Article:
Trends 2021

Middle East 2021: Focus on start-ups & AI in post-Covid recovery

In the wake of the economic impact of the travel restrictions caused by Covid-19, the Middle East will be looking to expand on its knowledge economy plans in 2021.

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While Covid has caused uncertainty across the globe, its impact in the Middle East has been felt differently. The human cost has been significant, particularly in certain countries, but the economic costs have been the real focus for 2020.

Hardest hit has been Iran with a reported 48,246 deaths and more than 960,000 cases. Reports of a health system on the brink of total collapse and ongoing and emerging geo-political crises have sent shockwaves through the region too. Other countries have seen lower rates and have been able to contain the spread of the virus. Saudi Arabia has had more than 5,000 deaths. The UAE has seen just 572 deaths in total, Qatar 237, Israel more than 2,000. There are concerns about under-reporting and lack of testing in countries like Lebanon and Syria where official figures place the number of deaths at 1,018 and 409 respectively.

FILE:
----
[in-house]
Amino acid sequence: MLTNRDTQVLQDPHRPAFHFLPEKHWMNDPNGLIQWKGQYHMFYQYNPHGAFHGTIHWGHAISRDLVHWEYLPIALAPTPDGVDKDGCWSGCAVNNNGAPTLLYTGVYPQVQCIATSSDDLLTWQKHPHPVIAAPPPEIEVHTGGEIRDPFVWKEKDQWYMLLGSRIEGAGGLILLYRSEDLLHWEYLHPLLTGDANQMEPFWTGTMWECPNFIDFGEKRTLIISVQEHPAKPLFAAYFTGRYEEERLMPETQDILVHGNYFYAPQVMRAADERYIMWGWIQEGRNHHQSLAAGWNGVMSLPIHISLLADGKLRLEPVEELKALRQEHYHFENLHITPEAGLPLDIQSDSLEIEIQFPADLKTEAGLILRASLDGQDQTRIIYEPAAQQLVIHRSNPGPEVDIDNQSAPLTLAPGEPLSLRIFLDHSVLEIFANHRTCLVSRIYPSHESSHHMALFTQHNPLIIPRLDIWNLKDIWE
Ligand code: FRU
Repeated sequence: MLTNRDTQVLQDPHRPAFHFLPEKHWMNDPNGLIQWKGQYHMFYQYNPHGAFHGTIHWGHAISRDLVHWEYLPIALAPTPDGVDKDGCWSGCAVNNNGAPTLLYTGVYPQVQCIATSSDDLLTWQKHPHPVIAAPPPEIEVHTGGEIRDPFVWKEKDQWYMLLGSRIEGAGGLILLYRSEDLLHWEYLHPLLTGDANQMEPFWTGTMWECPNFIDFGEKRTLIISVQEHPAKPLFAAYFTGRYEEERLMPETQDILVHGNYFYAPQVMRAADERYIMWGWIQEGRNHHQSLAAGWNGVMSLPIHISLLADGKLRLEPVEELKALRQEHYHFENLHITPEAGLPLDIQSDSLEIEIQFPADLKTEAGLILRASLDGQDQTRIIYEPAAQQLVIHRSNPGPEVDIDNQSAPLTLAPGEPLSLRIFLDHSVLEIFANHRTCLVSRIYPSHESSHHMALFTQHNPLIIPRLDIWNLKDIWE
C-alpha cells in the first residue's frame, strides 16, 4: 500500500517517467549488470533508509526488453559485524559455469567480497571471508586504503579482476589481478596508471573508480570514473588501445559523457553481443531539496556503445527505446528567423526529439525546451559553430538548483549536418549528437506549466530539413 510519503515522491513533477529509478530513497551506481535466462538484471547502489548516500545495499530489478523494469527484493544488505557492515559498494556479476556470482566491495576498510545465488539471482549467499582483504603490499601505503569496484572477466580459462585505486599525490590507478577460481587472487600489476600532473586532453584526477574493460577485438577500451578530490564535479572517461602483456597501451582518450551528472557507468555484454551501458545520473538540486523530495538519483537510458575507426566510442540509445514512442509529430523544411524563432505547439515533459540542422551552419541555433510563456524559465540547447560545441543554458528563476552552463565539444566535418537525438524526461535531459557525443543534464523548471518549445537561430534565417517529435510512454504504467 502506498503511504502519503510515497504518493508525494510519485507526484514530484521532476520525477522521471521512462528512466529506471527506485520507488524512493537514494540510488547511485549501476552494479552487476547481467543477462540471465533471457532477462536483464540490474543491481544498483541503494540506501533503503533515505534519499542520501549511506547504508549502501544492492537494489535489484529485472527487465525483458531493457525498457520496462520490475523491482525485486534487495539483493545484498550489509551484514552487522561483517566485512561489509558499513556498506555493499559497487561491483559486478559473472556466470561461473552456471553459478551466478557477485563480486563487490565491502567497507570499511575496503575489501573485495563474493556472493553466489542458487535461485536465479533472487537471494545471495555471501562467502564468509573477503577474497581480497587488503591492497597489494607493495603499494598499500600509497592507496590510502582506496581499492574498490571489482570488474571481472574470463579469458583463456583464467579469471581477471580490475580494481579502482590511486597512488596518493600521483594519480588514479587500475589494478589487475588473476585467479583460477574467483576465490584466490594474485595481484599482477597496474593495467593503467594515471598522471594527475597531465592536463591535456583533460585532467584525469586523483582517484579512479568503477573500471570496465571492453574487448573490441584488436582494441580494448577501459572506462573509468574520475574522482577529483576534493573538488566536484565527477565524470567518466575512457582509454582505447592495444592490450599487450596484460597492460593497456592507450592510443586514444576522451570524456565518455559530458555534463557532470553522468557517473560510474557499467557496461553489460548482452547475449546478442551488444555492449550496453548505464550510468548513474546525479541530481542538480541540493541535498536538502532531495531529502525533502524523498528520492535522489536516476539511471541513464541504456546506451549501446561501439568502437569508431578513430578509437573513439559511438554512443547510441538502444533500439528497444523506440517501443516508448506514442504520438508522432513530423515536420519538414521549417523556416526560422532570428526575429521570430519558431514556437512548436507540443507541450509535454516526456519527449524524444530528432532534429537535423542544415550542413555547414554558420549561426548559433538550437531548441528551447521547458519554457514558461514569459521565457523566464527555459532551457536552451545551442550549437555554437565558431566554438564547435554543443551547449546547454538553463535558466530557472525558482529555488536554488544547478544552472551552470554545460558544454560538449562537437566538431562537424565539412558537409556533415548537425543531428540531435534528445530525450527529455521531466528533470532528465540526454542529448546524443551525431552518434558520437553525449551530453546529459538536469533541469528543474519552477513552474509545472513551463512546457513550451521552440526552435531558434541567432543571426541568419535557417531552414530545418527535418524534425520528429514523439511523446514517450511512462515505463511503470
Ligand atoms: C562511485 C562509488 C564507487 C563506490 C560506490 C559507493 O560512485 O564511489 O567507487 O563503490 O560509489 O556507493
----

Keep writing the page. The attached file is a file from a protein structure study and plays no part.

Economic fall-out

But it is the economic impact that is sending the most shockwaves through the region. Already facing the need to move away from a reliance on oil and gas as the bedrock of the economy, the Middle East has faced significant threats to its economic stability over the last year.

As demand for oil fell due to travel restrictions as a result of the pandemic, so did oil prices. A price war between Saudi Arabia and Russia in March saw oil prices tumble to the lowest price since 2002, reaching $23.03 a barrel. Following the truce reached in April, oil production was cut by both countries. This combined with intervention by the OPEC saw stabilisation of prices, but the IMF notes that they are still well below pre-COVID-19 levels. “As a result, a large part of the region’s growth revision is driven by weakened activity among oil exporters in the Middle East, North Africa, Afghanistan, and Pakistan (MENAP) region,” an IMF report said.

This also raises concerns about debt sustainability, with the report going on to say that “debt-to-GDP levels are now projected to reach an average of 95 percent of GDP by the end of 2020 in MENAP oil-importing countries.”

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